Jeremy Porter: Yeah, so there's a lot of different ways you can use it. At this point, we have flood data, wildfire data, tropical cyclone wind data, which includes hurricanes, air quality and heat data. And all of those metrics are things that affect different parts of the country differently. So if you're in the southeast, you may be particularly worried about hurricanes and flooding. If you're in the west, you may be particularly worried about wildfire. But one of the big problems that we have, around all of these different perils is that there is no public source to go look at and understand how these perils impact you directly. For flood we have the FEMA maps. Even those don't include heavy rainfall. They don't include small waterway flooding. They really weren't designed for property level risk assessments. They become that over time in the absence of anything there. So what we really wanted to do is build this tool where people could go on. They could understand the risk to their properties and they could they could get that information in one place and in sort of an easy to understand way. So we're showing people historically what the trends look like, what the current environment impacts look like and what it could look like into the future to sort of give people a holistic view.

Ariana Brocious: I am honestly a little daunted hearing you describe that because I'm sure that any property has some amount of risk. Obviously, it's inherent with just existing, but we're probably unaware of some of the risks we already face. Some insurance companies have stopped providing coverage in certain markets altogether based on climate risks. That leaves people at real financial risk if you can't insure your home. As you see it, what's happening in the insurance industry right now?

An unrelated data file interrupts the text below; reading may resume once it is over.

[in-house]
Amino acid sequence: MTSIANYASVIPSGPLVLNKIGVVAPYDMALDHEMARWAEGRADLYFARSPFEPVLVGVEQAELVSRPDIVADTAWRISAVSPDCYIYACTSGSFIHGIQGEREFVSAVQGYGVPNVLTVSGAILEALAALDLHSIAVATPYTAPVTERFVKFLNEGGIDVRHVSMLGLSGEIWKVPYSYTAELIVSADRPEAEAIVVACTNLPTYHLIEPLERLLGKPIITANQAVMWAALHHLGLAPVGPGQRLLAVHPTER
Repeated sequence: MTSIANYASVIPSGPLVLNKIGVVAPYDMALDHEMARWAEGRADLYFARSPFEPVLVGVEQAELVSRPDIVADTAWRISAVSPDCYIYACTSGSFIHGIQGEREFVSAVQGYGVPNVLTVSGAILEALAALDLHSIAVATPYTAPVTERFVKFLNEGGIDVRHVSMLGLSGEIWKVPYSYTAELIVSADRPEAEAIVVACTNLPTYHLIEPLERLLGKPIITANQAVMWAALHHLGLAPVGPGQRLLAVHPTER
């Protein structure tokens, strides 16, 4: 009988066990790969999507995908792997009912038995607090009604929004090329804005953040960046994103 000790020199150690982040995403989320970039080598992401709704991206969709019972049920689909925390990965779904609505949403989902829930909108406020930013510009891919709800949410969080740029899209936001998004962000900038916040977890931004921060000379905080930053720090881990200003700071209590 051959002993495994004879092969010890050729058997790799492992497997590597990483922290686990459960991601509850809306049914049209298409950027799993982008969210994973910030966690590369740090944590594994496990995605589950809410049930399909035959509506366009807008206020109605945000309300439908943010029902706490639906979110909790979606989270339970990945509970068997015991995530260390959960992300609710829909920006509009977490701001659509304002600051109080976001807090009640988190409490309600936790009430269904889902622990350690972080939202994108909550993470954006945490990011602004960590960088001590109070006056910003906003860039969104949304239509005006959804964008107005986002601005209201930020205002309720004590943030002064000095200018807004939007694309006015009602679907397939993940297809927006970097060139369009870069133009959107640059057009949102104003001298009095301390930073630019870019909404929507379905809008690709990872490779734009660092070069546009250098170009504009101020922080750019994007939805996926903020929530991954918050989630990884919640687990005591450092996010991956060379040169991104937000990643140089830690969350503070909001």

Jeremy Porter: Yeah, you're right. And as you start to work in this space, you always wonder, how is climate going to price itself into the real estate market? I mean, the real estate market, our own properties, the homes that people buy are generally their most valuable assets. And when you think about the ways in which people think about their homes. They're really buying this home with a 30 year contract attached to how much they're going to pay in mortgage, principle, taxes, insurance, but they have some expectation around the cost of home ownership. The recent pricing of climate into the real estate market has really turned a lot of that upside down. People are, are all of a sudden being charged more than they thought they would be charged when they first took out their mortgage, which is changing the dynamics of the calculus around cost of home ownership, but the insurance companies really just responding to risk and they're responding to risk in a way that they haven't in the past. Some of that's due to the fact that some areas that we built into in the past were safe or at least perceived to be safe when we first built those areas. Now we're starting to see risk in those areas. Some of that has to do with just larger economic conditions. We saw inflation increase. We've seen damages in cost to construction from these climate events increase. And when you start to couple all that together, really it's coming from a couple of different sources. like the reinsurance market is already starting to take into account climate and starting to pass those costs on to primary insurance companies who then are passing it on to homeowners. And, you know, ultimately from our perspective as we started to do this analysis around insurance, we've really focused on the fact that we've built this climate debt up for, you know, the past couple of decades, we really haven't done much in the way of addressing it in terms of pricing it into the real estate market. The insurance companies and the insurance industry are the first.